In Ontario very recently conservative Doug Ford, brother of the infamous Rob Ford, deceased crack smoking mayor of Toronto, just won the top position, and he started out with hiring people to show up and hold signs for him. He used some other Trump playbook moves to varying effect, but he's in with a landslide with little experience, the one previous office he held lower down he had to vacate for misuse for personal gain issues, conflict of interest. Doug Ford inherited a family business which has gone downhill pretty markedly, but guess what, like Trump he's a "successful businessman"! But he isn't. If people want someone from the world of business why would they want proven losers and confidence tricksters who leverage bad debt and have an abnormally voluminous number of lawsuits trailing them? Somehow the short simple propaganda sticks and the actual facts don't so much. Liberals who held the province for fifteen years though are apparently to dumb to make at least a few noises about tax relief and instead were actually expecting a new carbon tax to get them votes. Yeah, that's going to happen in a tiny number of districts, which is all they got and not enough to even be an official party now. The leader won her seat but now she's leaving, argh; if Ford is dumb, she was dumber. Slip slide and away.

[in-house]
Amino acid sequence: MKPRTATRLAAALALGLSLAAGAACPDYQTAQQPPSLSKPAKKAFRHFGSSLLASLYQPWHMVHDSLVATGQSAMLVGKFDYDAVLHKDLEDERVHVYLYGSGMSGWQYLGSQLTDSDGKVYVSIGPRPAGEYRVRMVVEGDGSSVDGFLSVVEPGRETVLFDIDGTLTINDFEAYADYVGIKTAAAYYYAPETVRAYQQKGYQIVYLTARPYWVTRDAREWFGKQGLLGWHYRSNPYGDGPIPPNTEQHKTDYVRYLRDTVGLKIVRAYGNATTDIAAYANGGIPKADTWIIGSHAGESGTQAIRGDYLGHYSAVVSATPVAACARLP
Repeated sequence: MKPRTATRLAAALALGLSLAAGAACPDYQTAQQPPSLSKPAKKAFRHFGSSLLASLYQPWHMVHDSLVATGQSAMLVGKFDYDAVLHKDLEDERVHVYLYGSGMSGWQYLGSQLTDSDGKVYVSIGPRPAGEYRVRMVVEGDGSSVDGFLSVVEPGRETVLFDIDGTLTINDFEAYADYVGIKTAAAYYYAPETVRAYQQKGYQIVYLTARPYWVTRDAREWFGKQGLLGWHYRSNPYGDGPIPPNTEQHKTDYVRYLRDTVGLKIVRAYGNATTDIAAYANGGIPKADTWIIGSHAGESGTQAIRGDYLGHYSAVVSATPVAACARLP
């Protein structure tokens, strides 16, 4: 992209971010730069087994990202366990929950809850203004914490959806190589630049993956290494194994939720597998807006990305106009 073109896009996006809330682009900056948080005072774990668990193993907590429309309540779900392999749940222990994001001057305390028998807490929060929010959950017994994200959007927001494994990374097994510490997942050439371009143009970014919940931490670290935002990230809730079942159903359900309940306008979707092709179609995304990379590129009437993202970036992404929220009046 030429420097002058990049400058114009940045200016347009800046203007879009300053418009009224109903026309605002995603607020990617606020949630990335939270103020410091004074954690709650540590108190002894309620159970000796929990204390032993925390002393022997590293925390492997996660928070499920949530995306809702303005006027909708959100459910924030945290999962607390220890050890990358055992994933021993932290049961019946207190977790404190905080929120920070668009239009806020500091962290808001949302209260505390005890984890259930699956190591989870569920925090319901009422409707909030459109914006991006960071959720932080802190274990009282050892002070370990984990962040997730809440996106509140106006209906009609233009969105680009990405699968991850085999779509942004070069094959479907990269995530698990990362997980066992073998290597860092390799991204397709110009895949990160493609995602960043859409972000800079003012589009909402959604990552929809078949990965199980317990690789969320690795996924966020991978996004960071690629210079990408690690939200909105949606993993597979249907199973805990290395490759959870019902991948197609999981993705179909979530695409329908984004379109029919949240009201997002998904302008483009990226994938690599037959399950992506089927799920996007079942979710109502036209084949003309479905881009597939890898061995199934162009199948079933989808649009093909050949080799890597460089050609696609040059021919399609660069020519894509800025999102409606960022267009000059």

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Neil Lindholm
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Posted: 12 June 2018 at 10:54pm | IP Logged | 11 post reply

If I was voting in Ontario, I would have had no idea who to vote for. My Conservative friends there were completely disgusted that Ford won the nomination and are completely befuddled why he got it when there were much better people running. I really don't know what people want when they choose their potential leaders but if I take posts from Facebook as an example, critical thinking and logic are not very popular.
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Paul Kimball
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Posted: 12 June 2018 at 11:23pm | IP Logged | 12 post reply

Thomas, can I ask which state you live in?

---
North Texas
]
=++++++
That makes sense. I believe Texas like my home state of Oklahoma refused to
accept the medicaid expansion which I believe contributes to cost of medical
for citizens.
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Eric Ladd
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Posted: 13 June 2018 at 7:42am | IP Logged | 13 post reply

In the Ontario elections we had a situation where good things that happened under the current leadership were overshadowed by some rather bad things that occurred during the same time period. People were ready for a change and the NDP alternative was not viable. People have short memories and increasingly I am seeing less and less qualified people entering political office. The ineptitude and desire to exploit office are at cartoonish levels.


Edited by Eric Ladd on 13 June 2018 at 7:42am
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John Byrne
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Posted: 13 June 2018 at 8:15am | IP Logged | 14 post reply